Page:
A (micro)aggression is an indirect, sometimes subtle put-down toward a person from a marginalized community, often wrapped up in what pretends to be a compliment. (Micro)aggressions can be an everyday occurrence for many Black, Asian, and racially minoritised people, and the cumulative effect is massive, like millions of small pinpricks that, after a while, are very painful. 
Some examples of (micro)aggressions include: 
  • “You’re so articulate” 
  • “You speak good English” 
  • “You don’t sound Black” 
  • Touching or commenting how amazing a Black person’s hair is, when it is just natural hair 
  • “Is that your real hair?” 
  • "Sorry, wrong person, you look so similar” 
  • Getting a name wrong, even when told how to pronounce it. 
  • “Where are you (actually) from?” 
  • “You are a credit to your race” 
  •  Colourblindness' - “There is only one race, the human race”, “Melting Pot” 
  • “I am not a racist. I have Black friends”  
  • “Everyone can succeed at University, if they work hard” 
  • Asking a Black person in a meeting why they have to be so loud, or to calm down 
  • “I didn’t realise you were the manager” 
  • Environmental microaggressions – e.g. naming all buildings after white cis men.  
Microaggressions also are targeted at LGBTQI+ people, disabled people, women, young and old people, people of faith, but they are most common when directed at Black people.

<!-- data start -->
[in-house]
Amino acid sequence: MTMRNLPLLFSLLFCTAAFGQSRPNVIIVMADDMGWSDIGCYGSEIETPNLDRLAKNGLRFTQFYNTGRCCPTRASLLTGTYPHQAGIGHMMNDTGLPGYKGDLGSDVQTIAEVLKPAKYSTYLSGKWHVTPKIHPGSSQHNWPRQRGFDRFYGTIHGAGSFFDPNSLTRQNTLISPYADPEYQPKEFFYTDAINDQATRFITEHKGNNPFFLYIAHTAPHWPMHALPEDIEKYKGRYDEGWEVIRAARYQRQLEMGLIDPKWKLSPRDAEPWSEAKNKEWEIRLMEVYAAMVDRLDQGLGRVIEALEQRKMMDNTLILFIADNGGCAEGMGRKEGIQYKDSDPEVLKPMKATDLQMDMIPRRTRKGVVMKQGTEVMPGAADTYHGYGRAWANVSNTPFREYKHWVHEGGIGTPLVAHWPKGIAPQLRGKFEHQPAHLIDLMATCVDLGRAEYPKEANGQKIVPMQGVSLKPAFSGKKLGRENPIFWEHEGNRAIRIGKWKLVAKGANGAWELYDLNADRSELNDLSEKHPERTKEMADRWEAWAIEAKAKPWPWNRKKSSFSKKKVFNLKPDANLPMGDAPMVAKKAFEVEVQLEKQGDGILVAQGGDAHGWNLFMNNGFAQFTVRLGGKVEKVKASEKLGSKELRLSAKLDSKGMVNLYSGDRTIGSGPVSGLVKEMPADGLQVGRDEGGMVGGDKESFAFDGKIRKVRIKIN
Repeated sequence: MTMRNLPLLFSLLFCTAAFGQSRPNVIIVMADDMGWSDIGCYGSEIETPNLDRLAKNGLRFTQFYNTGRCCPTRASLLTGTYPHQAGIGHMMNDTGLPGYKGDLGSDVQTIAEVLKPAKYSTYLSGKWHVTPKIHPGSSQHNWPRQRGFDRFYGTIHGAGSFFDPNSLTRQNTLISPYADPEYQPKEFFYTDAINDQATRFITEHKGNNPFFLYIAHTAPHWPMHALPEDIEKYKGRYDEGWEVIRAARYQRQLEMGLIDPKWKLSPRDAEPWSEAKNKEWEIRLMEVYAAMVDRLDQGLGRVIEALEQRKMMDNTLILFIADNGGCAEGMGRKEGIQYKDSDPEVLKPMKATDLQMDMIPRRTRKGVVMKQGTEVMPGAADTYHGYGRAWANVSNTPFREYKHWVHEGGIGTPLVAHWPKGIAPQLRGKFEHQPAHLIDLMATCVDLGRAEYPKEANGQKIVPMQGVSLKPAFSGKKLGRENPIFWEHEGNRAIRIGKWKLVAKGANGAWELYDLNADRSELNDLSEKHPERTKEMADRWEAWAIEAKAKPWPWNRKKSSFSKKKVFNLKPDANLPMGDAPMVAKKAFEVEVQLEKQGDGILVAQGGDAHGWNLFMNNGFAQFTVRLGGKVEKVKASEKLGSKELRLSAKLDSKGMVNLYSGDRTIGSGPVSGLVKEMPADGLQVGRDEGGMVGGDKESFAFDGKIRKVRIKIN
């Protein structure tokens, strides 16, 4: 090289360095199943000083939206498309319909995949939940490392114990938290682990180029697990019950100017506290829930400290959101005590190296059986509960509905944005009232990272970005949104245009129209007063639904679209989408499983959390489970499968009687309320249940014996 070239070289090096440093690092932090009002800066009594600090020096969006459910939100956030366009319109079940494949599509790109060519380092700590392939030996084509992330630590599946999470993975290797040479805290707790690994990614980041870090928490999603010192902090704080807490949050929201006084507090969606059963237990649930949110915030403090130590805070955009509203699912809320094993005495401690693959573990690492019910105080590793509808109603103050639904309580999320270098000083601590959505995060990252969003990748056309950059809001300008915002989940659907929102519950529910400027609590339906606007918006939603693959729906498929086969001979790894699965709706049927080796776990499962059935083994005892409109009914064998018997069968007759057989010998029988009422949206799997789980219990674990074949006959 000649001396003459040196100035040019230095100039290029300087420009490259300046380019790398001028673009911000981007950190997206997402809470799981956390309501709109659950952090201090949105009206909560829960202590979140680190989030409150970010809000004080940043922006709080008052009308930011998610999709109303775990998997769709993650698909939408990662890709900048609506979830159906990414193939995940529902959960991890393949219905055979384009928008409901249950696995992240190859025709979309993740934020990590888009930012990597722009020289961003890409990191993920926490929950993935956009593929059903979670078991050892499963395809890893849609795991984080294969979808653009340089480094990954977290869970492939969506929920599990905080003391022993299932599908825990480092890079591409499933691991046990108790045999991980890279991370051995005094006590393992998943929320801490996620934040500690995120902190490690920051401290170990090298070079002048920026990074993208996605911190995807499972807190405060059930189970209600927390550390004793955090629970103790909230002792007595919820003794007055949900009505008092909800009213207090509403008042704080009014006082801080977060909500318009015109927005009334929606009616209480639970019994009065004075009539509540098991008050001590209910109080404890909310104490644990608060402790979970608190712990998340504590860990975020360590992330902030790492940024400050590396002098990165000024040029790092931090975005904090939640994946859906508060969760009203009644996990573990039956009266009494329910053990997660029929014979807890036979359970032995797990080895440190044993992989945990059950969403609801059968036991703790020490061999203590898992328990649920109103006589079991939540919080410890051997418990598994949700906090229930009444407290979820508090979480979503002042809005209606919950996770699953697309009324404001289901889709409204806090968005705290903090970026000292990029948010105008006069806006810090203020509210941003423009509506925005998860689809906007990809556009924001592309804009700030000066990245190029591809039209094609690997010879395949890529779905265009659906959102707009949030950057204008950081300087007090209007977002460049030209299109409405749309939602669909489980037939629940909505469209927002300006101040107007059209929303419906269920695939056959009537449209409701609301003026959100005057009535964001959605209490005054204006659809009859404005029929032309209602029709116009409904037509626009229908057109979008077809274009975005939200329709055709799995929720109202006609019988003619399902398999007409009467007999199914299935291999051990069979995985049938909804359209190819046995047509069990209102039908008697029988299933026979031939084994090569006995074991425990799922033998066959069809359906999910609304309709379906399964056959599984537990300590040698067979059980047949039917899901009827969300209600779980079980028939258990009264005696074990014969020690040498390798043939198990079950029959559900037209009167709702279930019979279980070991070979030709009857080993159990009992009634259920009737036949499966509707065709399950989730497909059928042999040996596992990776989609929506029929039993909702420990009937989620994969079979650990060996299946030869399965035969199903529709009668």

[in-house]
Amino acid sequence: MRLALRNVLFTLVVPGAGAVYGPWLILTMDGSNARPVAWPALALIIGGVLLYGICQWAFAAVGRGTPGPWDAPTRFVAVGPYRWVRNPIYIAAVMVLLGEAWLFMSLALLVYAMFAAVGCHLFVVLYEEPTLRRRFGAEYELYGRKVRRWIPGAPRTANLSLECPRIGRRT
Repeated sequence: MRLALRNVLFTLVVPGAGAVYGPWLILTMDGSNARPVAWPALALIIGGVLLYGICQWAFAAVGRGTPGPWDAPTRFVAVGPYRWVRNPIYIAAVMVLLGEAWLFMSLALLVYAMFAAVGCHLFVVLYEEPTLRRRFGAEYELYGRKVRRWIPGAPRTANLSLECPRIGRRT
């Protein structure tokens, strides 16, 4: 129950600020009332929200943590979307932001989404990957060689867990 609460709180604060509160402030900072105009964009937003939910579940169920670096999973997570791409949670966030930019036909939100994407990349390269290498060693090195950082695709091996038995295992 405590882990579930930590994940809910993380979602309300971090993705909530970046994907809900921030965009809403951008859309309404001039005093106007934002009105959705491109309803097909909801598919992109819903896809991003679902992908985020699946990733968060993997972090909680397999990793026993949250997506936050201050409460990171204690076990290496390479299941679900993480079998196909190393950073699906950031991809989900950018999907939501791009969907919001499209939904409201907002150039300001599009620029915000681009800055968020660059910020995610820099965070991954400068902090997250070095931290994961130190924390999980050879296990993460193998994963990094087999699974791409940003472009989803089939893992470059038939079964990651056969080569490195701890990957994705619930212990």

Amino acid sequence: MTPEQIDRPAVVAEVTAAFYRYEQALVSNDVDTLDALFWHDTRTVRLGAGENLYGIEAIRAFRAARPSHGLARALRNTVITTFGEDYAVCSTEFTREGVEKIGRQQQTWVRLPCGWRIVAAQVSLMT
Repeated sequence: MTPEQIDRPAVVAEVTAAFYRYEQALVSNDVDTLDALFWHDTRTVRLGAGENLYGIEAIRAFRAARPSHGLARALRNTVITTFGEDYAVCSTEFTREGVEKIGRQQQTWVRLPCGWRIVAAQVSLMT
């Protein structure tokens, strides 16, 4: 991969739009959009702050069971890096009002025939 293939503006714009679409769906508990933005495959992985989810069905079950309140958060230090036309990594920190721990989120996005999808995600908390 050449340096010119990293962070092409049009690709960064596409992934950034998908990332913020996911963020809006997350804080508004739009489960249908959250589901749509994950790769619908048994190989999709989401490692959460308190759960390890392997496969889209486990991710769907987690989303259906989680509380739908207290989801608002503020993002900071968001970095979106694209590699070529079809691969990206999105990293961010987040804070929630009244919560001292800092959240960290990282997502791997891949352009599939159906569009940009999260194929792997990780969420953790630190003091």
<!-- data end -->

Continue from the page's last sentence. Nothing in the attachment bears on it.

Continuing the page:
Microaggressions are a form of racism and if the same person continues using them, ask them to stop/ and/or report them.

Watch this short video about how microaggressions can make people feel and why its important to be aware of how they impact on others. 

Countering Microaggressions 
Microaggressions are the most common way racist and other forms of discrimination are expressed on a daily basis, both online and face to face, so tackling them is very important.

We have a duty to ensure that students who have protected characteristics are supported and welcomed into our academic community, fostering good relations between those who have certain protected characteristics and those who don’t share them.​ We should be alert to incidents where our welcome and good relationships are at risk. Microaggressions are the most common way queerphobia and racism are expressed on a daily basis, both online and face to face, so tackling them is very important.